While Christian Reformed congregations have been stepping up to sponsor Syrian refugees, Rebecca Walker, refugee coordinator for World Renew in Canada, says it is very important to remember the millions of other refugees that have been waiting to be resettled.
“There definitely is a huge upsurge in churches wanting to take some kind of action,” Walker said. Her office has received more than 120 new inquiries from churches interested in beginning a private sponsorship process. However, Walker said the requests from all the sponsorship agreement holders across the country looking to sponsor Syrian refugees outnumber the government-referred cases that have only become available on a weekly basis since the beginning of January 2016.
At the time of writing, Walker’s office had 69 applications in process, 18 of them representing Syrian refugees and the rest from other countries in crisis including Sudan, Eritrea, Myanmar, Pakistan, and many other places.
“A lot of churches call and say they really wanted to sponsor a Syrian, and when I would explain about the global refugee crisis with many people in the world waiting for resettlement, most churches would say ‘Oh, okay, then we want to sponsor anybody who’s really in need.’”
Two of those churches include Living Hope Christian Reformed Church in Abbotsford, B.C., which welcomed a Sudanese family in December, and Jubilee Fellowship CRC in St. Catharines, Ont., which just last week welcomed a family displaced from Eritrea.
This is the ninth sponsorship for the St. Catharines church, whose refugee committee got into action again last March when a compassionate church member approached them about the growing Syrian crisis. “We were looking and hoping for a Syrian family,” said Anna Bailey, a member of the committee. “We saw many profiles from other countries though, with narratives that told heartbreaking stories and displayed desperate need to begin a new life in Canada, so we [chose] a family from Eritrea.”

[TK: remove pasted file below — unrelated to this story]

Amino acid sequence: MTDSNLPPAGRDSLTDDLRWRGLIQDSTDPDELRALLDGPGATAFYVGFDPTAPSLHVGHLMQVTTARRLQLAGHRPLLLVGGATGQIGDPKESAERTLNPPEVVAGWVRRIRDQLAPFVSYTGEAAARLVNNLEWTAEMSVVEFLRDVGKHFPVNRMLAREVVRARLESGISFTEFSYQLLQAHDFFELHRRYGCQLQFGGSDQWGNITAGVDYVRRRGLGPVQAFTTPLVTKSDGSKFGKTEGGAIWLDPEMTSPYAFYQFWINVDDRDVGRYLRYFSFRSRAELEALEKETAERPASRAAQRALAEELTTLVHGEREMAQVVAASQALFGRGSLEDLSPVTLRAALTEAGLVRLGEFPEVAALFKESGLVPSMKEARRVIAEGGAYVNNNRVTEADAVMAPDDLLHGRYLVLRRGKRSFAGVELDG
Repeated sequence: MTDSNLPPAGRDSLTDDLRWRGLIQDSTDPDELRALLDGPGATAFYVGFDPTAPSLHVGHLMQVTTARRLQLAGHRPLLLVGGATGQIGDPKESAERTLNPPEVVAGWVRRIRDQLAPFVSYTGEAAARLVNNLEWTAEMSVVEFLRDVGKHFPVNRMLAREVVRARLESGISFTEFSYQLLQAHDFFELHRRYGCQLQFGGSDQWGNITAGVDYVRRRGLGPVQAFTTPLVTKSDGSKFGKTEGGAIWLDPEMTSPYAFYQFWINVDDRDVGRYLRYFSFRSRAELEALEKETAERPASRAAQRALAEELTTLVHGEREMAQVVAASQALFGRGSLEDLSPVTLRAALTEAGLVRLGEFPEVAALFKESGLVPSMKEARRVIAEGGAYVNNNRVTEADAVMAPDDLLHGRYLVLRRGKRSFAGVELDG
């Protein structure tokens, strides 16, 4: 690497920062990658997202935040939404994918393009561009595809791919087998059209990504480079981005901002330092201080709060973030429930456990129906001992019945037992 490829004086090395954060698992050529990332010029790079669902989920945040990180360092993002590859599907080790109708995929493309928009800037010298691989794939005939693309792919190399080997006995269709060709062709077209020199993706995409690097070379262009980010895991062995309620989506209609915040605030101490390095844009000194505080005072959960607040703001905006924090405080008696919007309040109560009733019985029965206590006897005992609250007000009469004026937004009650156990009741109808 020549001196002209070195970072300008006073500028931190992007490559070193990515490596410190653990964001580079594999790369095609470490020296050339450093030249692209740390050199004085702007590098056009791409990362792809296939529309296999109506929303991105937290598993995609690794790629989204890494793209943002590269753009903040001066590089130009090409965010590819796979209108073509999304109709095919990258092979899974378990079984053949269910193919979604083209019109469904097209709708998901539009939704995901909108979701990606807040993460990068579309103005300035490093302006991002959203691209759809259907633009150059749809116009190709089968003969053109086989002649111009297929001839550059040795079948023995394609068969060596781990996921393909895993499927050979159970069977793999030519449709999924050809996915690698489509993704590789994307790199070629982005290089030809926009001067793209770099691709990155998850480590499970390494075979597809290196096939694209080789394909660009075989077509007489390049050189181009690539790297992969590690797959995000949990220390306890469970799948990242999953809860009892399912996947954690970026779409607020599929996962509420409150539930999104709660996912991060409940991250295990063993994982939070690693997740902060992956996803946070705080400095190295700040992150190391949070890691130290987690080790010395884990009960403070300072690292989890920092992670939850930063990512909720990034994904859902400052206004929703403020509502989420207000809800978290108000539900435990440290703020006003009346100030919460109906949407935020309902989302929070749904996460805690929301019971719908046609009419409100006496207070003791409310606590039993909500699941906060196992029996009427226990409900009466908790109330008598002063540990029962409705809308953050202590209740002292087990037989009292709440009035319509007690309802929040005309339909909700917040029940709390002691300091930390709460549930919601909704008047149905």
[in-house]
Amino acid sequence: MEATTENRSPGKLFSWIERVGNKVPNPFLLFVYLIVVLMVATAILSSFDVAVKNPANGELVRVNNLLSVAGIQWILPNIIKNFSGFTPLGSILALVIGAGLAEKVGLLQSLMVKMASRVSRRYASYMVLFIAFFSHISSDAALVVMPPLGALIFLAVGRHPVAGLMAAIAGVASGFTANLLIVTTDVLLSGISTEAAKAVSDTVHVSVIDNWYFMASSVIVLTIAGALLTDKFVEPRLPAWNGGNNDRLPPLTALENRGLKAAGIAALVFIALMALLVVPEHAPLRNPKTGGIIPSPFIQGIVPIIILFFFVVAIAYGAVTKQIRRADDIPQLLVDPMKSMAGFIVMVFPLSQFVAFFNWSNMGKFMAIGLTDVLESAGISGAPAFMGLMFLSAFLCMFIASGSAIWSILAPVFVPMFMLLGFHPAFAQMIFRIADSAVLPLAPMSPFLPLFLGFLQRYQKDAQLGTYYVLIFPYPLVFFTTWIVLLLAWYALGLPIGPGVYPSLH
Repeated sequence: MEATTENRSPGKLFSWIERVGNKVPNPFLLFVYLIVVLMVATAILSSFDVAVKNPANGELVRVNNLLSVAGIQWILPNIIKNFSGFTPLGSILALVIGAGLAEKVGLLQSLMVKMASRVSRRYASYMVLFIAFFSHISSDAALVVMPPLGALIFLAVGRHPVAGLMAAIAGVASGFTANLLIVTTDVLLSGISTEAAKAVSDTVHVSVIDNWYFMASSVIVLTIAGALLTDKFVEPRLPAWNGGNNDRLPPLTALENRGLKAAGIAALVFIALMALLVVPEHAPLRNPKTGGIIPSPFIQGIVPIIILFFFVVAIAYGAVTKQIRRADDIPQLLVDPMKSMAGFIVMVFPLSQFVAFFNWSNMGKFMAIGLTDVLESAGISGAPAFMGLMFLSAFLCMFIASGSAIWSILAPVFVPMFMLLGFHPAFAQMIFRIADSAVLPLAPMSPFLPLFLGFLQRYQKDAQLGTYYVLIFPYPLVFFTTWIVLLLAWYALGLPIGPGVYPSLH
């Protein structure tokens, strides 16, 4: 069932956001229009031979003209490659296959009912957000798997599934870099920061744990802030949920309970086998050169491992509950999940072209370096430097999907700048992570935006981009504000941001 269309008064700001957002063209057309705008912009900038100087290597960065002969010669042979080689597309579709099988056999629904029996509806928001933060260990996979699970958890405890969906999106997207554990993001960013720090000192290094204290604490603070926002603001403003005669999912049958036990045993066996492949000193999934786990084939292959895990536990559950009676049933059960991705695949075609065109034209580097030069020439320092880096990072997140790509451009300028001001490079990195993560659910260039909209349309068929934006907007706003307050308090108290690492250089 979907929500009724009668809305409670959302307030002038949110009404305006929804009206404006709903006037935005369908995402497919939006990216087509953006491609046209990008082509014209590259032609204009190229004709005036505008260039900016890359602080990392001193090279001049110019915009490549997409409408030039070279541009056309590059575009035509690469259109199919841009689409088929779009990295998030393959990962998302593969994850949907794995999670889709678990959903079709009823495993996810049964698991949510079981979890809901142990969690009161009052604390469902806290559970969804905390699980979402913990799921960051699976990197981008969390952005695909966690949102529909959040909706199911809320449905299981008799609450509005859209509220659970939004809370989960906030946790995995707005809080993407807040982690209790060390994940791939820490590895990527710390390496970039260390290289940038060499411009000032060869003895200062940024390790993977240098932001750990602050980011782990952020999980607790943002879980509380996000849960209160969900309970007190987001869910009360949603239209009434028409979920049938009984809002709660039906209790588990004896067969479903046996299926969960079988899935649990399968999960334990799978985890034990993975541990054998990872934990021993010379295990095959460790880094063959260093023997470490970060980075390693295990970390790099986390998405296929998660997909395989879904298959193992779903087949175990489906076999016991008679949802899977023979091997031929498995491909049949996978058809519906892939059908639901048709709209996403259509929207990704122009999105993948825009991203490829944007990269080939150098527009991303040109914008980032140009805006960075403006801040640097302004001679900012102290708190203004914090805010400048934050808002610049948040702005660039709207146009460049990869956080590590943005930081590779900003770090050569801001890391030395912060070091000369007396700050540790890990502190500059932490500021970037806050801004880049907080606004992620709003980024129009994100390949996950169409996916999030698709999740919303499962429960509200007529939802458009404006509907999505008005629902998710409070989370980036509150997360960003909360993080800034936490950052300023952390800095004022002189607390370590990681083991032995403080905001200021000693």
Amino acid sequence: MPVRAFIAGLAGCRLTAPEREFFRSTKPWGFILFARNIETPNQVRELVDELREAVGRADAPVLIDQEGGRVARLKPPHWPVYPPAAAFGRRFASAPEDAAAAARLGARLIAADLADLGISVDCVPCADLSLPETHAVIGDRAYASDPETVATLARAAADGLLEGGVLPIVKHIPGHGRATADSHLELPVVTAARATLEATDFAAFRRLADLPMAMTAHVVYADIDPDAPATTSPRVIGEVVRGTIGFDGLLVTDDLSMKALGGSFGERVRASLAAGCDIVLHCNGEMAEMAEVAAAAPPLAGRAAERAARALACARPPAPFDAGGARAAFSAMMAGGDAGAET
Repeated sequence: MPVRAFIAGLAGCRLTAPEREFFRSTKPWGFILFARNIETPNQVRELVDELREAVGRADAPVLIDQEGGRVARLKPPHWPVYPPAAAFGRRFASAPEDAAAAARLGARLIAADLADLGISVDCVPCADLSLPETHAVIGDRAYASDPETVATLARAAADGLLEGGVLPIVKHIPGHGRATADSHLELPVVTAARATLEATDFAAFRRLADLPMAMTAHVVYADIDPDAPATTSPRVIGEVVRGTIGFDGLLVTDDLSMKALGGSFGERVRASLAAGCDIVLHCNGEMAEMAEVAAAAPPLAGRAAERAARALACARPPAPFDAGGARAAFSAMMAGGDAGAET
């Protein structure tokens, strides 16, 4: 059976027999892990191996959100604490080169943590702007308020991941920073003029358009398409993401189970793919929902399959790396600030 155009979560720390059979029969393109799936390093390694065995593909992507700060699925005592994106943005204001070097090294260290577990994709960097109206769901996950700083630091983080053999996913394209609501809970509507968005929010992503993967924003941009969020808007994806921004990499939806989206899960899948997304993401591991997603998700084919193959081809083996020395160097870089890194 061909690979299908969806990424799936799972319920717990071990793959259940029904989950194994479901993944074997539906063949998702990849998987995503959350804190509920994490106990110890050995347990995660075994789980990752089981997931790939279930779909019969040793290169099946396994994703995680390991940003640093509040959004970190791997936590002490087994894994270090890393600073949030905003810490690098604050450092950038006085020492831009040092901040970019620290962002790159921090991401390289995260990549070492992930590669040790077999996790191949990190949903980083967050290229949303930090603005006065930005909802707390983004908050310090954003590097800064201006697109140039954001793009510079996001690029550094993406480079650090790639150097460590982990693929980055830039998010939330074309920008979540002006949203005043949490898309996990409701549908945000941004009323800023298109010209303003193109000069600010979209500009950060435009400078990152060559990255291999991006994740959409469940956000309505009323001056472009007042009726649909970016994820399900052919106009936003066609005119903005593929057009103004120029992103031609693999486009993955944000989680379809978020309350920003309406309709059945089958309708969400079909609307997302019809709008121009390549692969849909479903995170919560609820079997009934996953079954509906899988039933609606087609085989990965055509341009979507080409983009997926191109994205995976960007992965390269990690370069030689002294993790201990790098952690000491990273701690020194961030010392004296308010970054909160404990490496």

Bailey said Jubilee Fellowship CRC has sponsored a different family once every five years or so. “We generally commit to helping a family until they’re very well acclimated to life in Canada and in our community, and then we rest and rally to begin another process.”
Welcoming the Jael family to Abbotsford was also the most recent of several past sponsorships for Living Hope CRC. “As deacons we felt a strong desire to sponsor another family, and so I started looking at . . . that,” said Kevin Veenstra, the church’s refugee support coordinator. “We as a group decided that sponsoring a young family would be good, as we are a church that could support a family. We also decided that it would be good to have a family from South Sudan as there is a strong Sudanese community in Abbotsford and another family in our church from South Sudan.”
Walker is one of many voices advocating for a wide approach to refugee resettlement. In its list of suggested actions for Canadians wishing to sponsor or assist Syrian refugees, the national refugee advocacy organization Canadian Council for Refugees’ number one piece of advice is “Consider refugees from other regions.”
“The concern for us sponsoring groups is we do not want the rest of the world forgotten,” Walker said.